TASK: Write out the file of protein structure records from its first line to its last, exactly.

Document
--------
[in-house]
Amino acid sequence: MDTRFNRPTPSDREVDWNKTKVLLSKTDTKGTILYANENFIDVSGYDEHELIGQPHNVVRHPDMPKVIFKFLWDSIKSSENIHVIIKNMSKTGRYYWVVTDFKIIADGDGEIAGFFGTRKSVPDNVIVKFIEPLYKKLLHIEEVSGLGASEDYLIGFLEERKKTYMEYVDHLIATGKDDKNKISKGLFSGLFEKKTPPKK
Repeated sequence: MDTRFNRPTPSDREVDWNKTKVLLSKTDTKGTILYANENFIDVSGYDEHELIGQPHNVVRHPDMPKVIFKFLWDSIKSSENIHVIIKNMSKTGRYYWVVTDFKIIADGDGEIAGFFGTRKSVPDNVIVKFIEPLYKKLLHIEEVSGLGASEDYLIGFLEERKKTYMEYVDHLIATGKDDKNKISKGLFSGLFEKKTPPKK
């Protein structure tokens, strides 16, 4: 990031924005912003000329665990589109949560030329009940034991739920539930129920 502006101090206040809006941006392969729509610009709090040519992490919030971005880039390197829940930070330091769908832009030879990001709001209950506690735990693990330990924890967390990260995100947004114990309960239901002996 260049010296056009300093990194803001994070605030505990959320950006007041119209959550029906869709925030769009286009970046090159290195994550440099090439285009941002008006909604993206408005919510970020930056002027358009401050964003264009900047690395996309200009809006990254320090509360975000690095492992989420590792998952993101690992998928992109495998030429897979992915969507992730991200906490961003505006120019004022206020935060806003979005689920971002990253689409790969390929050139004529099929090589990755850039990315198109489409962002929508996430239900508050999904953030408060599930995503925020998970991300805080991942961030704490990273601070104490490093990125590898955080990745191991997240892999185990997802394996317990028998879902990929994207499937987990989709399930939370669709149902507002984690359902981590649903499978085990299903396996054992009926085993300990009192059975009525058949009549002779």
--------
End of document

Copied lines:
[in-house]
Amino acid sequence: MDTRFNRPTPSDREVDWNKTKVLLSKTDTKGTILYANENFIDVSGYDEHELIGQPHNVVRHPDMPKVIFKFLWDSIKSSENIHVIIKNMSKTGRYYWVVTDFKIIADGDGEIAGFFGTRKSVPDNVIVKFIEPLYKKLLHIEEVSGLGASEDYLIGFLEERKKTYMEYVDHLIATGKDDKNKISKGLFSGLFEKKTPPKK
Repeated sequence: MDTRFNRPTPSDREVDWNKTKVLLSKTDTKGTILYANENFIDVSGYDEHELIGQPHNVVRHPDMPKVIFKFLWDSIKSSENIHVIIKNMSKTGRYYWVVTDFKIIADGDGEIAGFFGTRKSVPDNVIVKFIEPLYKKLLHIEEVSGLGASEDYLIGFLEERKKTYMEYVDHLIATGKDDKNKISKGLFSGLFEKKTPPKK
């Protein structure tokens, strides 16, 4: 990031924005912003000329665990589109949560030329009940034991739920539930129920 502006101090206040809006941006392969729509610009709090040519992490919030971005880039390197829940930070330091769908832009030879990001709001209950506690735990693990330990924890967390990260995100947004114990309960239901002996 260049010296056009300093990194803001994070605030505990959320950006007041119209959550029906869709925030769009286009970046090159290195994550440099090439285009941002008006909604993206408005919510970020930056002027358009401050964003264009900047690395996309200009809006990254320090509360975000690095492992989420590792998952993101690992998928992109495998030429897979992915969507992730991200906490961003505006120019004022206020935060806003979005689920971002990253689409790969390929050139004529099929090589990755850039990315198109489409962002929508996430239900508050999904953030408060599930995503925020998970991300805080991942961030704490990273601070104490490093990125590898955080990745191991997240892999185990997802394996317990028998879902990929994207499937987990989709399930939370669709149902507002984690359902981590649903499978085990299903396996054992009926085993300990009192059975009525058949009549002779």